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2020 Spring - Leveraging Australian agriculture’s competitive edge

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Farm Policy Journal: Vol 17 No 3 2020 Spring - Full Journal - Leveraging Australian agriculture’s competitive edge

Australian Farm Institute (2020), Leveraging Australian agriculture’s competitive edge, Farm Policy Journal, Vol. 17, No. 3, Spring 2020, Surry Hills, Australia.

ISSN 1449–2210 (Print)
ISSN 1449–8812 (Web)

$60.50


FPJ1703B - Greenville, J, Duver, A & Bruce, M (2020), Playing to advantages: Raw agricultural product exports driving value creation in Australia

FPJ1703B - Greenville, J, Duver, A & Bruce, M (2020), Playing to advantages: Raw agricultural product  exports driving value creation in Australia, in Farm Policy Journal, vol. 17, no. 3, Spring 2020, pp. 4-16, Surry Hills, Australia.

Australian agriculture has benefited significantly from increasing our exports in areas of competitive advantage. This has been reflected in a focus on exports of raw agricultural products (such as grains, live animals, wool, and fruits and vegetables), along with minimally transformed products such as meat. This position has led to as good, if not stronger, export performance and value creation for the Australian economy than would have likely otherwise occurred. In future, new opportunities for value creation may arise by shifting this balance. Market access, responding to emerging consumer preferences and access to imported inputs (agricultural and others) will be important for accessing these opportunities. Nevertheless, it is likely that Australia will continue to drive value creation through trade in raw products. 

$12.10


FPJ1703C - Keogh, M (2020), Challenges and opportunities of premium markets in agriculture

FPJ1703C - Keogh, M (2020), Challenges and opportunities of premium markets in agriculture, in Farm Policy Journal, vol. 17, no. 3, Spring 2020, pp. 18-25, Surry Hills, Australia.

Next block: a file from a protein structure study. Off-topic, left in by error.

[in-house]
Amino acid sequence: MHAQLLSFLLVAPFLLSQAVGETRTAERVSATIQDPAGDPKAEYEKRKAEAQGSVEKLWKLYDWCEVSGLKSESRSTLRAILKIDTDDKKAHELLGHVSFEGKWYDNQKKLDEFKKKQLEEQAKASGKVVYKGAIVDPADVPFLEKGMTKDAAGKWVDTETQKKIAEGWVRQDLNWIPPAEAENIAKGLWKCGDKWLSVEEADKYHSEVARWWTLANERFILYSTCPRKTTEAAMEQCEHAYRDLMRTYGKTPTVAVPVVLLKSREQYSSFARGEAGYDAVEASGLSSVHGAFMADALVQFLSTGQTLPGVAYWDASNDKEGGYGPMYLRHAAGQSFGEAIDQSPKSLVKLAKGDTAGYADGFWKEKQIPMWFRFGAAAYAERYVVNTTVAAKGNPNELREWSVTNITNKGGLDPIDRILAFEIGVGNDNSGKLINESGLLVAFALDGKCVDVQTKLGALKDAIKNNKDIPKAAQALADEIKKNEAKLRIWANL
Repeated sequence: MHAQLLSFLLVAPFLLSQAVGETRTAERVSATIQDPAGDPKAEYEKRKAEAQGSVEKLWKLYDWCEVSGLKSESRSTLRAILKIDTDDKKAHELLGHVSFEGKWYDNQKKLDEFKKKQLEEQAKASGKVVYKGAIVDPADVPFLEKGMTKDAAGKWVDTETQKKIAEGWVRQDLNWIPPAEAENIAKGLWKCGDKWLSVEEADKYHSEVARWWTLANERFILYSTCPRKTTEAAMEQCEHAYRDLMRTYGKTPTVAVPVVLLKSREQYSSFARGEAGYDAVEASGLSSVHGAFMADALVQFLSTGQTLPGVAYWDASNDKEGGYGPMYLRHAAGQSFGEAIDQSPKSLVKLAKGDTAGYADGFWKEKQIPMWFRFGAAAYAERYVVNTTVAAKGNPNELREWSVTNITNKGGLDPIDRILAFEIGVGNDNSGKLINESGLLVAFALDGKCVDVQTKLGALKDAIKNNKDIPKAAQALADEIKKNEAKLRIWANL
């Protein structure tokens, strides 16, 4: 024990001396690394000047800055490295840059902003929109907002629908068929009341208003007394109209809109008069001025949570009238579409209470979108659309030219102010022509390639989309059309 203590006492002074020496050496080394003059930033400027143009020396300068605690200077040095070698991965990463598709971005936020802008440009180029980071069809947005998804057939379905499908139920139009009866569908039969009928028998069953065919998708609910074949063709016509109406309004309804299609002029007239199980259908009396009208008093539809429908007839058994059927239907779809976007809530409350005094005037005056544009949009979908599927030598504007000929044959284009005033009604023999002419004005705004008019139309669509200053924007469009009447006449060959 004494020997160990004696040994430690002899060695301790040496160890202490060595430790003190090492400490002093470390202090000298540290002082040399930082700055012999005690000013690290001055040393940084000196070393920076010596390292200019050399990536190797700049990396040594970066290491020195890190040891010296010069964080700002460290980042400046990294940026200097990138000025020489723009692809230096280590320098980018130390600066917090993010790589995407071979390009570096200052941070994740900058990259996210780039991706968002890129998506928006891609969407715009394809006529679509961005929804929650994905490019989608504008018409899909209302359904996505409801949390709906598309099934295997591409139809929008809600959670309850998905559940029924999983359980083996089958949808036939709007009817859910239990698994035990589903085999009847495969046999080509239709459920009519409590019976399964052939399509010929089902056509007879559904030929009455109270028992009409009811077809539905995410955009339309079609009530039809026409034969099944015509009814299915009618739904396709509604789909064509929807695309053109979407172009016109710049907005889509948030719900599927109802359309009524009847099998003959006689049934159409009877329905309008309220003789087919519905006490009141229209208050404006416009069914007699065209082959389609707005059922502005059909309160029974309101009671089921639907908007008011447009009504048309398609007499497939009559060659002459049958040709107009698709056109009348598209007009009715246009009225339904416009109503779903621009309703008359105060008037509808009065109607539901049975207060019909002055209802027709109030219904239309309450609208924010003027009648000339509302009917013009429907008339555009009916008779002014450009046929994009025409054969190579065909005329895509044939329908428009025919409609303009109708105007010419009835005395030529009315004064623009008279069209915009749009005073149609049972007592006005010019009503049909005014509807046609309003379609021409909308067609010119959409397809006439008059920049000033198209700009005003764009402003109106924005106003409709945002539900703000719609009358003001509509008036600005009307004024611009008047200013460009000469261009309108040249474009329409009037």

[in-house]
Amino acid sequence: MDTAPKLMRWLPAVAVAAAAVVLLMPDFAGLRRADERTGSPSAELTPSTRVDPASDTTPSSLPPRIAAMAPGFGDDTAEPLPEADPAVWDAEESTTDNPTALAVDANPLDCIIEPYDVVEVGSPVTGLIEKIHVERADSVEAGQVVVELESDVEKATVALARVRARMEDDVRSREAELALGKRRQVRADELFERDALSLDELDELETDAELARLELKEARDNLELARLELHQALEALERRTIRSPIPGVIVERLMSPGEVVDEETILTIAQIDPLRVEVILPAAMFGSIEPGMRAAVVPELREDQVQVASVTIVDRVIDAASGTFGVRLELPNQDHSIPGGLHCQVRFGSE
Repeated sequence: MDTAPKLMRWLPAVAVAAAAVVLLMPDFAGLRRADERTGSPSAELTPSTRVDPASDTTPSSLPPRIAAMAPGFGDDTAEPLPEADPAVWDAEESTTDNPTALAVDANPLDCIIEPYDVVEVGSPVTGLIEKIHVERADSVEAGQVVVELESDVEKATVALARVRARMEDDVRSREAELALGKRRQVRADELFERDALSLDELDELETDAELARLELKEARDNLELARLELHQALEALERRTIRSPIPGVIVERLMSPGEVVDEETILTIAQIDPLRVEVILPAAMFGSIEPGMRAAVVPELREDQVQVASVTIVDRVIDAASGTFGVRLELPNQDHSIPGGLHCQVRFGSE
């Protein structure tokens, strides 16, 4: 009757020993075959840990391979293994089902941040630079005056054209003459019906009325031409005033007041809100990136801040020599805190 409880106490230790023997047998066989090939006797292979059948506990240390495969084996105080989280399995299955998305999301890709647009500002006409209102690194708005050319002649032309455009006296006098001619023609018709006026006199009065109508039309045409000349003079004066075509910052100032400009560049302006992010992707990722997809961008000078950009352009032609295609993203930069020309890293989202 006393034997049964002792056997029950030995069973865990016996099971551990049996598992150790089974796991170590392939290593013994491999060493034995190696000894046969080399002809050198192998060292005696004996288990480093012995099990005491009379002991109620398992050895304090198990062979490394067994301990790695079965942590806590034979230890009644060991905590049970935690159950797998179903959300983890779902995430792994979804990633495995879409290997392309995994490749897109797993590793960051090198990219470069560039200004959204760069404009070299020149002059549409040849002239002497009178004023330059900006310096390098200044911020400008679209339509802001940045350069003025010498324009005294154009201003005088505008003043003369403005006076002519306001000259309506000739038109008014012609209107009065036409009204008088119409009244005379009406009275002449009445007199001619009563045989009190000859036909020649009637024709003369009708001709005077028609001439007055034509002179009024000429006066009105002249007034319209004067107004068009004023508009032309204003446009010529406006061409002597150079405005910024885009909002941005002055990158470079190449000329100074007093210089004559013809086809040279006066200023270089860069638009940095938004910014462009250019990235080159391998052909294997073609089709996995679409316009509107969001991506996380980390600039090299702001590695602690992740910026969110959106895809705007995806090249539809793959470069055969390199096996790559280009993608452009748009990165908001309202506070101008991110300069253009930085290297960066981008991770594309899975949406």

ACCC Deputy Chair, Mick Keogh, delivered a keynote address to the International Farm Management Conference on the 4 March 2019, where he spoke about the challenges and opportunities of premium markets in agriculture.
Consumer trust should be a major focus for Australia’s agriculture sector as farmers increasingly target premium markets for their produce. Most of the growth in the total value of Australian agricultural output in recent decades has come from an increase in the average value of products, rather than an increase in the volume of output. Australian farmers and processors have increasingly altered their production and processing systems in order to target higher value or premium markets. 
It is important for the agriculture sector to ensure there are robust checks and balances in place so that consumers are getting the premium products they are paying for. The integrity of premium claims needs careful consideration to ensure consumers retain their trust in premium products. National information standards, similar to the one used for free range eggs, which outline minimum requirements when making certain premium claims could be beneficial to the industry.

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FPJ1703D - Kingwell, R (2020), Australia’s role in global grain trade

FPJ1703D - Kingwell, R (2020), Australia’s role in global grain trade, in Farm Policy Journal, vol. 17, no. 3, Spring 2020, pp. 26-35, Surry Hills, Australia.